If you can’t find Kewra or Rosewater where you live, you can also use cardamom or almond essence for that touch royal and exotic.
Recipe by Maria Nazir
2 cups plain flour ( maida)
1/2 teaspoon salt
1 cup warm milk
2 teaspoons sugar
1 teaspoon dry fast acting yeast
1 teaspoon Kewra/pandan , Rosewater or cardamom essence
2 tablespoons Ghee or butter, melted
A few threads saffron dissolved in 1 tablespoon milk
1/4 cup mixed nuts and raisins
This Is What You Do:
Warm milk and add into a big mixing bowl. Add sugar and yeast. Cover the bowl and set aside for ten minutes to allow it to bubble up.
Always check the expiry date on the yeast packet before using so that you don’t end up with a brick instead of a bread.
Add Kewra or essence of your choice to the milk. Mix flour with salt. Add to the sweetened milk. Knead for 4-5 minutes. The dough will be soft and sticky at this stage.
Cover with a damp cloth and keep aside for 30 minutes.
Add ghee or butter to the dough and knead again till the dough is elastic and silky smooth (another 4-5 minutes).
Preheat oven at 180 degrees C. Lightly grease an oven proof dish.
Divide the dough into four equal portions. Make dough balls. Place a dough ball on your palm and press to make a thick round. Repeat with the rest of the dough.
Place these dough rounds on the tray. Prick the sheermal breads all over with fork for equal heating.
Brush the saffron flavoured milk over the breads. Sprinkle mixed nuts and raisins over them, press lightly with hand to make them stick.
Bake for 10-12 minutes or till the breads fluff up nicely and turn golden on top.
When ready, immediately cover with a damp cloth for ten minutes and keep covered to retain the soft texture.
Serve with any curry; Seekh kebab,
Lamb Almond Korma ,Chicken Nihari taste great with it. Or serve for breakfast or evening snack with black tea or Persian coffee.
Recipe tried and tested, translated from the Vividh Vani cookbook by Rita Kapadia
Chokha ni Rotli * or Rice Flour Rotli * is an age old bread enjoyed in India by the parsi community.
Yes, all rice (in its natural form) is gluten–free. This includes brown rice, white rice and wild rice. In this case, the “glutinous” term refers to the sticky nature of therice and not the gluten protein found in wheat, barley and rye. Rice is one of the most popular gluten–free grains for people with celiac disease.
The soft white rotlis are made with pure (Mill ground to number 1), a very fine ground rice flour and are very delicious to savor with meat dishes or spicy vegetables. In the rainy season they go well with the diet and are easy to digest.
How to make them is tricky, folks who make these do it so well one would think it is easy but no, it is not. I have seen the indian women and men make loads of this to serve for meals. Many people prefer white rice rotlis to the wheat ones for dietary reasons.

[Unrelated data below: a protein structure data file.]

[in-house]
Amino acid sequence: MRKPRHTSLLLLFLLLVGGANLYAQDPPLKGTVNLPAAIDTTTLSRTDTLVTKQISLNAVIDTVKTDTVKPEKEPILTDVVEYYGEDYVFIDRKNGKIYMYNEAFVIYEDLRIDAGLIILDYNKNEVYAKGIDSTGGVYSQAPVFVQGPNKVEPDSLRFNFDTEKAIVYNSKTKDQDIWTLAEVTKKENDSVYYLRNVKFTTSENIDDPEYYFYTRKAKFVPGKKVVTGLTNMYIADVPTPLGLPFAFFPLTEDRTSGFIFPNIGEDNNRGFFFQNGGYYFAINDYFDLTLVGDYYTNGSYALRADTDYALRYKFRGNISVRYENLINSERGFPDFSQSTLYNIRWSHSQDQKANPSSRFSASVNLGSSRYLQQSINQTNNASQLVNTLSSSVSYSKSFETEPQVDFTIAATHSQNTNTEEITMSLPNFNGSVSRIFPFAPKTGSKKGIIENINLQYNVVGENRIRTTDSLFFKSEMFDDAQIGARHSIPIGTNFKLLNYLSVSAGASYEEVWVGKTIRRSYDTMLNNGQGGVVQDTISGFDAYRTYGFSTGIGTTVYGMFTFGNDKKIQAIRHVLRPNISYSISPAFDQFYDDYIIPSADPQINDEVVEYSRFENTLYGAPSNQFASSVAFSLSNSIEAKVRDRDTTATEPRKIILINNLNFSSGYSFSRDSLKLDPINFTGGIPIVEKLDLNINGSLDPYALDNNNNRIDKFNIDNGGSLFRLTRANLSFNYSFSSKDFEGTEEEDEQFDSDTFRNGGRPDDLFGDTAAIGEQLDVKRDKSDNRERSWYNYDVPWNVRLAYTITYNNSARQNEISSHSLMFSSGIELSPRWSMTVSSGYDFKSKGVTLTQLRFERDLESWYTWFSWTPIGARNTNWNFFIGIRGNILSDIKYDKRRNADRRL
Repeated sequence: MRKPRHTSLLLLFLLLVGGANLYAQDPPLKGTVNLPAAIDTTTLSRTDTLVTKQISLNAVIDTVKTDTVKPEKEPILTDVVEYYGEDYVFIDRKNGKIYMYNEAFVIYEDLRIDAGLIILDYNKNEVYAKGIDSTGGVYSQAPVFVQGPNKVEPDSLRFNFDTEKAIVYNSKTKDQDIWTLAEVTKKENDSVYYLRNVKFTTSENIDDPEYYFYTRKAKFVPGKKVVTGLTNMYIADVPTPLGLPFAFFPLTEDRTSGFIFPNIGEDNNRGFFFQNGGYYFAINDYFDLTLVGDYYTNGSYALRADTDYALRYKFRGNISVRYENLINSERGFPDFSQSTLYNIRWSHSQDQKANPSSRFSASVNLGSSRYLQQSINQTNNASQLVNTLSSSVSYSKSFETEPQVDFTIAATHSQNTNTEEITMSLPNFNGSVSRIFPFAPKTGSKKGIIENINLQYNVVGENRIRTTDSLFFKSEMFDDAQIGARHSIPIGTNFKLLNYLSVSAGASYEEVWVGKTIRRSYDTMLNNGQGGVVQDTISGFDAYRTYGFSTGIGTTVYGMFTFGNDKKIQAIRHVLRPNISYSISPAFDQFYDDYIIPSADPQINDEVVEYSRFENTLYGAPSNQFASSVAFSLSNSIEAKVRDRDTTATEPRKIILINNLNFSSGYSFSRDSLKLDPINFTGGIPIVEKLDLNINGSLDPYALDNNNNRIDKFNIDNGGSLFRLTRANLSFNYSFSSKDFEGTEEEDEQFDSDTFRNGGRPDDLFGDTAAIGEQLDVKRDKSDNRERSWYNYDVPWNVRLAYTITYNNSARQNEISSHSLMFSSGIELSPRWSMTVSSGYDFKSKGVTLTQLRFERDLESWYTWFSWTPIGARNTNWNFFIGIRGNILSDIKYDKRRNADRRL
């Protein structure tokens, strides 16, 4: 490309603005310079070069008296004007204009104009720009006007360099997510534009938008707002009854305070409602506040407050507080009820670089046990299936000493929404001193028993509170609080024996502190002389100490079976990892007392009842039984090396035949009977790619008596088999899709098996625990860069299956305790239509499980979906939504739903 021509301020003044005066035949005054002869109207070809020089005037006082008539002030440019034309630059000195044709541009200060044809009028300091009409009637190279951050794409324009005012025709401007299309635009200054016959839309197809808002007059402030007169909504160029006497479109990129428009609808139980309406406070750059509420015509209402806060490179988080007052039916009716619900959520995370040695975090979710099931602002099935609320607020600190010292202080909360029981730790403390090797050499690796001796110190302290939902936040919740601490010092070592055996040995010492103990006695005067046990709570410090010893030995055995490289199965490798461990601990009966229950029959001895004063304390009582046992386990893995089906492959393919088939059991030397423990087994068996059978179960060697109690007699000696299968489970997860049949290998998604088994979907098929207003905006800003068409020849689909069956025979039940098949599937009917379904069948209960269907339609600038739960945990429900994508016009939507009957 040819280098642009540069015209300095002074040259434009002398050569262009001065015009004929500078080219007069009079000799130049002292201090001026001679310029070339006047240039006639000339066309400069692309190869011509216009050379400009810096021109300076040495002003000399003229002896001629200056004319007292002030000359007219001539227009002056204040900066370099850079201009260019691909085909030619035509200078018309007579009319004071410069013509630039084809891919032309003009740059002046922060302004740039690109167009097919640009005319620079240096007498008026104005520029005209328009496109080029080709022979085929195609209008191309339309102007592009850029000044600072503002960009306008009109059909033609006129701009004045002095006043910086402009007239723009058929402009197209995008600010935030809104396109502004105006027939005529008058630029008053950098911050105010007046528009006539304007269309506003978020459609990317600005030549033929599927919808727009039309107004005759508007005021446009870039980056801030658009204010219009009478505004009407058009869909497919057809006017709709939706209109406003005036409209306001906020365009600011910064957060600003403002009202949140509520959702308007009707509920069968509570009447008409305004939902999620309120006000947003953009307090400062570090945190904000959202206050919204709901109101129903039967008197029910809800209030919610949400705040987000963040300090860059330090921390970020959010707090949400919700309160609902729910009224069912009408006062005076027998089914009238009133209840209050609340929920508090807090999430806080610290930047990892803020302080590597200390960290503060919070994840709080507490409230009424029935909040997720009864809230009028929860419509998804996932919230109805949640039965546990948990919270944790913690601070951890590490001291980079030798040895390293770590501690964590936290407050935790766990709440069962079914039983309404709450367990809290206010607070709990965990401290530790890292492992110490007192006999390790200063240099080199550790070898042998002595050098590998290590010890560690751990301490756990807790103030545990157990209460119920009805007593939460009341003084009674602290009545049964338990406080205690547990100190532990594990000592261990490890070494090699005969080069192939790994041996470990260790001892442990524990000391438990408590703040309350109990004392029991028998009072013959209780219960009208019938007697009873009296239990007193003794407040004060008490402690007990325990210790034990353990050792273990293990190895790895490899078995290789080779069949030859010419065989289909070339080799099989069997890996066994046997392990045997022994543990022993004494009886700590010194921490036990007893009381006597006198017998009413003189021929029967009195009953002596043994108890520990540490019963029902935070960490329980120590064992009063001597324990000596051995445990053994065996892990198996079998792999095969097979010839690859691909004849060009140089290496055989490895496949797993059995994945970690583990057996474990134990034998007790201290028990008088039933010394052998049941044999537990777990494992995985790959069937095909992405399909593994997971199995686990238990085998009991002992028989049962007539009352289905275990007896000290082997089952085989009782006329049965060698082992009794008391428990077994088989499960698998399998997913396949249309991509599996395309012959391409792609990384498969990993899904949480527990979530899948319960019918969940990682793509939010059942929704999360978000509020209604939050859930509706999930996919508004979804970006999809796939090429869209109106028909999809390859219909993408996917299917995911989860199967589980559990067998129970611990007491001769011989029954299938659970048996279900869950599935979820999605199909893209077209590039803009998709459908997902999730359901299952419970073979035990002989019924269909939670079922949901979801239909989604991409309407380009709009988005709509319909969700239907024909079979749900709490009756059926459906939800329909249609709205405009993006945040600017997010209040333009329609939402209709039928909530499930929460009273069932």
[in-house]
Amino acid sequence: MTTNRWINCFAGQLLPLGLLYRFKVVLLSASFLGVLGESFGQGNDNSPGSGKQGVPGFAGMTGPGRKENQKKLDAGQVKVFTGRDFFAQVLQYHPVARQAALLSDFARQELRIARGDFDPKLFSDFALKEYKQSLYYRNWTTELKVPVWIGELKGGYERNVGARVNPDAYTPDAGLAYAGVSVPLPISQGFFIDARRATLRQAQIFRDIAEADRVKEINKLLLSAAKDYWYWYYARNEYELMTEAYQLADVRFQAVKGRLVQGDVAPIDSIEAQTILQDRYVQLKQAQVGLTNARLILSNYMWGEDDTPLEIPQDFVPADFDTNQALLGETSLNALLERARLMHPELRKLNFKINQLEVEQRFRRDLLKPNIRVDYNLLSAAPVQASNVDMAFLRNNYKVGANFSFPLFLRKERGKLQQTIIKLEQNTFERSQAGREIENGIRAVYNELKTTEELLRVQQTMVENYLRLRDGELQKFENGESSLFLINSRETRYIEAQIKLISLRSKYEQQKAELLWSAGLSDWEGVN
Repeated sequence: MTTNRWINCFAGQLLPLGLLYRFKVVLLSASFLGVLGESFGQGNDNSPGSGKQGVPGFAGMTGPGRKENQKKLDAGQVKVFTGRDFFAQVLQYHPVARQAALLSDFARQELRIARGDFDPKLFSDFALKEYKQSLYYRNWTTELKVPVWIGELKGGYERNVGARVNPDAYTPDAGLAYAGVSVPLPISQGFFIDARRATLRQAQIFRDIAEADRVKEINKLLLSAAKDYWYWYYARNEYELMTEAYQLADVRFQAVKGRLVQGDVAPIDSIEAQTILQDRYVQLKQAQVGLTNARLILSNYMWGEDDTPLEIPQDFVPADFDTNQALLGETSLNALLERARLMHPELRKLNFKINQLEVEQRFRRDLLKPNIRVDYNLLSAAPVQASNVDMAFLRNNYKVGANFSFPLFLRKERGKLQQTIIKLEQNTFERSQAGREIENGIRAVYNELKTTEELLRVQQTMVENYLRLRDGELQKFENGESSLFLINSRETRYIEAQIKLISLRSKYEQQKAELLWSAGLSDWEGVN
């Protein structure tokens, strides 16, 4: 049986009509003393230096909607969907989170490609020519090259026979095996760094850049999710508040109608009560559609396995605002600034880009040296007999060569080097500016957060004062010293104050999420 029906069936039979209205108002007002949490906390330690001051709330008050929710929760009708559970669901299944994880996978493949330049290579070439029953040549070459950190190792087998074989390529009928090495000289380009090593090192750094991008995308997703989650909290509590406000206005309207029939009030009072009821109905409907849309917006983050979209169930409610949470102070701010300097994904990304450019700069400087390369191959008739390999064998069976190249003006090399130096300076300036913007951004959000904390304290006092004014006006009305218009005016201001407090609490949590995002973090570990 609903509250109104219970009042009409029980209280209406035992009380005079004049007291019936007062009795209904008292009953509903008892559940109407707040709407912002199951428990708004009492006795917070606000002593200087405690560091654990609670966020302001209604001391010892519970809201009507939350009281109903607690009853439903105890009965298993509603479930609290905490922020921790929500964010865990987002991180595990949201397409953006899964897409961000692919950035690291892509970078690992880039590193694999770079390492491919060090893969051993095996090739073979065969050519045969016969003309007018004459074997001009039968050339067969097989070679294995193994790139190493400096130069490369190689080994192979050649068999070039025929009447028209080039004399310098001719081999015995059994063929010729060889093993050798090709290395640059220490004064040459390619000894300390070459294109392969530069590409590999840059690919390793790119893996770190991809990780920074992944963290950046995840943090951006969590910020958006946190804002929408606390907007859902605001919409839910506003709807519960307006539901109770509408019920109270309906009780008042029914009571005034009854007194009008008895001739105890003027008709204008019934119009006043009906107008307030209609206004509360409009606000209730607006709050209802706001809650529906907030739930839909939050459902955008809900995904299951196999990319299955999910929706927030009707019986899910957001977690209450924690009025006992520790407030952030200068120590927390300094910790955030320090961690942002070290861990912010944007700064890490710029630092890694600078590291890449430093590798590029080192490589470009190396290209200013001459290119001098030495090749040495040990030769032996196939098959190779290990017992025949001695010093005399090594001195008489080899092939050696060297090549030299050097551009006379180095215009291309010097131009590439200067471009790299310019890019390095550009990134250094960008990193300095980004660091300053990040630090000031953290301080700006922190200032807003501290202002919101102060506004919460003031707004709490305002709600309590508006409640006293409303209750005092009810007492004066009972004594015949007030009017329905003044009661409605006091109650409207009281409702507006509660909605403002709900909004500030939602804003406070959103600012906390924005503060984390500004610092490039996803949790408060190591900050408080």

The trick is to knead the dough very well, the harder you knead the softer the rotli. So ladies and gentlemen get ready for some stress busting exercise with your palms and fingers!
*Also called “Roti”
I have translated this from the Vividh Vani Cookbook
There are 2 recipes for this Rotli. One is made with Milk and the other with Water. The milk rice rotli recipe will be coming up soon. Stay tuned.
Recipe with Water
1 cup Rice flour plus extra rice flour for dusting while rolling out the rotlis
3 tsp Ghee (optional)
1 cup boiling hot water
1/2 tsp Salt (optional)
Normal dough method
Shift the rice flour and put in a flat container to make the dough. Typically a thali is used.
Make a pile of the flour with a pit in the center.
Boil the water piping hot with the salt and ghee.
Immediately pour this into the flour. Let the water mixture come up to the rim of the pit.
Keep this for 2 minutes to get absorbed and form the dough. Add more water if needed but do not let it get too runny.
Knead with both hands and palms. Wet your palms with water if needed. Knead to a soft dough.
Make small balls and dust with extra flour. Keep the balls covered with a damp cloth so they do not dry out.
Heat up a non stick pan or indian tava
Now start rolling out the rotli on a marble or a wooden patlo. Dust with rice flour to prevent sticking. Make it thick to start with, practice makes a perfect rotli eventually.
Put on the hot tava and bake for 10 seconds. Using a spatula or tavatha Flip and bake the other side for 30 seconds. Flip again (back to the first side) and puff the rotli.
In a clean Rotli Box, store the rotli in muslin cloth so it does not dry out. Any box will work, but a chapati box works the best for me. (See the chapati products from Amazon * below)
Serve immediately or keep for 1 day.
There are 2 techniques for this Rotli. One is made with a normal dough process and second which is called “Khichi”.
Khichi Dough Method
In a large pot, boil rice flour, salt, and ghee.
Cover pot and keep for 1 minute to form the khichi.
Turn out onto your counter and dust the flour, knead to a smooth dough. These khichi rotli come out very soft, white and fluffy. Since the dough is semi-cooked the rotli will always be cooked thoroughly.
Proceed to make the rotli balls and rotlis as described above.